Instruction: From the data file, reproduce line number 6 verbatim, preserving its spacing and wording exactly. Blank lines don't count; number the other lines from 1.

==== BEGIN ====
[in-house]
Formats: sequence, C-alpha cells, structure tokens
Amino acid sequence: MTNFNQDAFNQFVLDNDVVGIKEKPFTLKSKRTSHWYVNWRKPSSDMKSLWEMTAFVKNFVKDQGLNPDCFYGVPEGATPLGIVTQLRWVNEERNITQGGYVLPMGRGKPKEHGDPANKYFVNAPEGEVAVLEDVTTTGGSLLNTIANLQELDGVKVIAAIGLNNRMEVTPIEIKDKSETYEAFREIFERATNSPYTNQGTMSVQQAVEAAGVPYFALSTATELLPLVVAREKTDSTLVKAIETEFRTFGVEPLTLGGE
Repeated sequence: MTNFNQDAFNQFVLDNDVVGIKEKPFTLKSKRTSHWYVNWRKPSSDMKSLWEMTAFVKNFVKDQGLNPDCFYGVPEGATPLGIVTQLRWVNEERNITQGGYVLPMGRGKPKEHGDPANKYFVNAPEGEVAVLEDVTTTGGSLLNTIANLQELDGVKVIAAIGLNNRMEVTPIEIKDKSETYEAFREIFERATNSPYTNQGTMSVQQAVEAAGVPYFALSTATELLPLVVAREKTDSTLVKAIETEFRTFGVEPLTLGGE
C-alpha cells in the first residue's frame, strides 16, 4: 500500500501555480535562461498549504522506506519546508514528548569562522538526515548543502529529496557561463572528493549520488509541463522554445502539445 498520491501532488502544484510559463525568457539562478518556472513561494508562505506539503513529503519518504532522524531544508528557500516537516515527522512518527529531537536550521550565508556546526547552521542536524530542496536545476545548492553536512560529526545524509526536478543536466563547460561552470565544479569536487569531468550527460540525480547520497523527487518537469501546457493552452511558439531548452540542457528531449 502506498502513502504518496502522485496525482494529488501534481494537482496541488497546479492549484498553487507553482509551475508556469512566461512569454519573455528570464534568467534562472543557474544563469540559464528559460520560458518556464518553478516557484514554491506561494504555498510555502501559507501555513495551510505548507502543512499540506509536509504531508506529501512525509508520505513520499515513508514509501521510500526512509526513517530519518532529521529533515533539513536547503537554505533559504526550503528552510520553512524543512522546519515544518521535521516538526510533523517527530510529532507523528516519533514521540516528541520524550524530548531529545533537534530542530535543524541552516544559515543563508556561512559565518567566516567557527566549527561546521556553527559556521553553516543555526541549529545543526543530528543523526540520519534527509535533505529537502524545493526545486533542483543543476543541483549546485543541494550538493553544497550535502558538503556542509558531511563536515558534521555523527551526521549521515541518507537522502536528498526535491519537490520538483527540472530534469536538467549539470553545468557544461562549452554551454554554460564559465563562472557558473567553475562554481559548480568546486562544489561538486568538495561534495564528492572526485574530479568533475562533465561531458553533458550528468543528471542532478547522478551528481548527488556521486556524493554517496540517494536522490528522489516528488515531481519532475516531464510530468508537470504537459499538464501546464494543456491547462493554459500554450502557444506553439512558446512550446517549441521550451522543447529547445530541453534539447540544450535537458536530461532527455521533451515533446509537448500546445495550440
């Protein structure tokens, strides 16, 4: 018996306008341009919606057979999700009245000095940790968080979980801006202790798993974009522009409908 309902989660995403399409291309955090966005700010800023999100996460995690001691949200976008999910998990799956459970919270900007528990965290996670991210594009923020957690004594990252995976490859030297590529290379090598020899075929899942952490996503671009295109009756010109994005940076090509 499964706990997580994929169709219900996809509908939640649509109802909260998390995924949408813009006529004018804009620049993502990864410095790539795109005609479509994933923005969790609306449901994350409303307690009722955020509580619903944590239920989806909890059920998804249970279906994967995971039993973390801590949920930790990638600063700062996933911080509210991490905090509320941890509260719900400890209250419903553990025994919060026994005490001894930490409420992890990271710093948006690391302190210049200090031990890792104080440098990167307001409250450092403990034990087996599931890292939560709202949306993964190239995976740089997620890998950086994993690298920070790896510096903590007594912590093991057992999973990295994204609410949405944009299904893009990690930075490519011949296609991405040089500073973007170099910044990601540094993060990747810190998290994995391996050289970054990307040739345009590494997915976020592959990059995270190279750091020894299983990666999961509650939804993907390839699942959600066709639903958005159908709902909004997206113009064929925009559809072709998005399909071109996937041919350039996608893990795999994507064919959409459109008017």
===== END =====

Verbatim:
């Protein structure tokens, strides 16, 4: 018996306008341009919606057979999700009245000095940790968080979980801006202790798993974009522009409908 309902989660995403399409291309955090966005700010800023999100996460995690001691949200976008999910998990799956459970919270900007528990965290996670991210594009923020957690004594990252995976490859030297590529290379090598020899075929899942952490996503671009295109009756010109994005940076090509 499964706990997580994929169709219900996809509908939640649509109802909260998390995924949408813009006529004018804009620049993502990864410095790539795109005609479509994933923005969790609306449901994350409303307690009722955020509580619903944590239920989806909890059920998804249970279906994967995971039993973390801590949920930790990638600063700062996933911080509210991490905090509320941890509260719900400890209250419903553990025994919060026994005490001894930490409420992890990271710093948006690391302190210049200090031990890792104080440098990167307001409250450092403990034990087996599931890292939560709202949306993964190239995976740089997620890998950086994993690298920070790896510096903590007594912590093991057992999973990295994204609410949405944009299904893009990690930075490519011949296609991405040089500073973007170099910044990601540094993060990747810190998290994995391996050289970054990307040739345009590494997915976020592959990059995270190279750091020894299983990666999961509650939804993907390839699942959600066709639903958005159908709902909004997206113009064929925009559809072709998005399909071109996937041919350039996608893990795999994507064919959409459109008017």